How Francisco Franco governs from beyond the grave

An infrastructural approach to memory politics in contemporary Spain

by JONAH S. RUBIN

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Four decades after the end of the Franco dictatorship, many Spaniards continue to question their country's claims to full democracy. Although Spain is now governed by popularly elected governments, citizens still experience the coercive effects of the dictatorship's policies in their daily interactions with the built environment, state institutions, and even their fellow citizens. These heterogeneous sites through which the dictatorship makes its presence felt constitute an infrastructure of memory that facilitates and impedes the circulation of past experience. In this context, people enact memory politics not only by contesting narratives of the past but also, first and foremost, by dis‐ and reassembling the physical, institutional, and social entanglements that undergird democratic politics.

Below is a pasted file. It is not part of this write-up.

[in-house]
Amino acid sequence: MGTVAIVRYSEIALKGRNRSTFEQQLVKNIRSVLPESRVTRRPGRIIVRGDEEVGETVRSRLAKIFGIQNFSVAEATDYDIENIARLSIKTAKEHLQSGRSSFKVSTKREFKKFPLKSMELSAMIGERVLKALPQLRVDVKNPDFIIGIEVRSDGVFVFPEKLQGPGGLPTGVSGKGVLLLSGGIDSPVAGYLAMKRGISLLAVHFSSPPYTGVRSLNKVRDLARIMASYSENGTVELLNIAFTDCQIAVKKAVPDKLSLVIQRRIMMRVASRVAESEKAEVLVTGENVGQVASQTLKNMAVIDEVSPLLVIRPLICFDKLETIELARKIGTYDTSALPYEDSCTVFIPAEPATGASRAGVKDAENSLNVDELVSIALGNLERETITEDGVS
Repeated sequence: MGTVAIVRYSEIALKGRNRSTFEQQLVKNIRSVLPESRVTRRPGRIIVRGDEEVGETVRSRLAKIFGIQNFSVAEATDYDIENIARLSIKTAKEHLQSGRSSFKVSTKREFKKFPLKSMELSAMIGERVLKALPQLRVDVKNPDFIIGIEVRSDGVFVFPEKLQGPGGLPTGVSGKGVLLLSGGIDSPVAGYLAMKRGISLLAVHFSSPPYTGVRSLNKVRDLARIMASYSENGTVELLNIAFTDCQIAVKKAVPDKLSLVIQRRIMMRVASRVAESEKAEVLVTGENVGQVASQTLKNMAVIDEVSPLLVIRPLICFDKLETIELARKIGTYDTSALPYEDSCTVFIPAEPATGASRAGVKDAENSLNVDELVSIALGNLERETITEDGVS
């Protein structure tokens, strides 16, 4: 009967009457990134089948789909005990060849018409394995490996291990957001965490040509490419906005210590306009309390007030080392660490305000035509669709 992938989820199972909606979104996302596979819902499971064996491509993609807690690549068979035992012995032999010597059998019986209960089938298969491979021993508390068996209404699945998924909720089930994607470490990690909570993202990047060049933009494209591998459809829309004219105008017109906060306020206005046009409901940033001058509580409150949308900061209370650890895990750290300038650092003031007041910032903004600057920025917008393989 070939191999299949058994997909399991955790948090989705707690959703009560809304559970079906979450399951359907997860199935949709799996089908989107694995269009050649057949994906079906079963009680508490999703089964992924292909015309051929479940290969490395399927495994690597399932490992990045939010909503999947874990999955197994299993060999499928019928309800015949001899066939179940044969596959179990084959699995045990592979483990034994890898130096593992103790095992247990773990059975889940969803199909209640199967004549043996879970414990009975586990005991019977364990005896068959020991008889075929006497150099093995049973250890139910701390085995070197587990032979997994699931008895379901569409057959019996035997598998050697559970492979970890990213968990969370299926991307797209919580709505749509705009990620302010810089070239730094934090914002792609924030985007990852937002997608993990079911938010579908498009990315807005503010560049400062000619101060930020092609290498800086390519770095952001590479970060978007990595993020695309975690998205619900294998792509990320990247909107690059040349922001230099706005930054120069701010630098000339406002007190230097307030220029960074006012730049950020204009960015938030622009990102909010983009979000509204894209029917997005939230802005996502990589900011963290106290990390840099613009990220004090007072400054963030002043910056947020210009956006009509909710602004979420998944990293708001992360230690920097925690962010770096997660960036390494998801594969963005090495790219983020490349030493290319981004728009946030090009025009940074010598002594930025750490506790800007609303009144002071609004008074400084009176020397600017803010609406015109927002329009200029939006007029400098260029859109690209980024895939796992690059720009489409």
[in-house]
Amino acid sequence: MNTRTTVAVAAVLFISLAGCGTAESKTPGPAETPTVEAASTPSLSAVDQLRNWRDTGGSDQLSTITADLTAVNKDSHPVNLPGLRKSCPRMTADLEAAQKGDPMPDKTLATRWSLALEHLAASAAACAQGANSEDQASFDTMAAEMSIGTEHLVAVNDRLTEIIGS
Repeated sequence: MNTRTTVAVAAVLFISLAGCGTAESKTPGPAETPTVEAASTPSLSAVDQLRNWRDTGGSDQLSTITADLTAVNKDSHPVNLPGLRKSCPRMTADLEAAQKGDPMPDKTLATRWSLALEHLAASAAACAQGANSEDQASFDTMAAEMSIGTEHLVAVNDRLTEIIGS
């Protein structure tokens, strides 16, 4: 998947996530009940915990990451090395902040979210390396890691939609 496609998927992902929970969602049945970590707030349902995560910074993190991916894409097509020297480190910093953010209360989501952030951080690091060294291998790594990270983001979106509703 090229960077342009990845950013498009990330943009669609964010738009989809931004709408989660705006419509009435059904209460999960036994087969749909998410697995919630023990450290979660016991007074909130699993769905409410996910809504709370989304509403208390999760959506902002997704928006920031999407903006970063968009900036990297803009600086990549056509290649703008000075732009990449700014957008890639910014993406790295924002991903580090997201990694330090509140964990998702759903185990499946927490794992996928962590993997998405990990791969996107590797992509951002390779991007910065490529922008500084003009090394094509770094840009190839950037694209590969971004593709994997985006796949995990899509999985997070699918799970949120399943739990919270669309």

A monument to Franco's “Fallen” in Sierra de Gredos, Ávila, Spain, April 2016. In recent years, monuments like this have become a regular target for activists seeking to contest the material remnants of the dictatorship, such as through the graffiti featured in this image.
A monument to Franco's “Fallen” in Sierra de Gredos, Ávila, Spain, April 2016. In recent years, monuments like this have become a regular target for activists seeking to contest the material remnants of the dictatorship, such as through the graffiti featured in this image. (Óscar Rodríguez)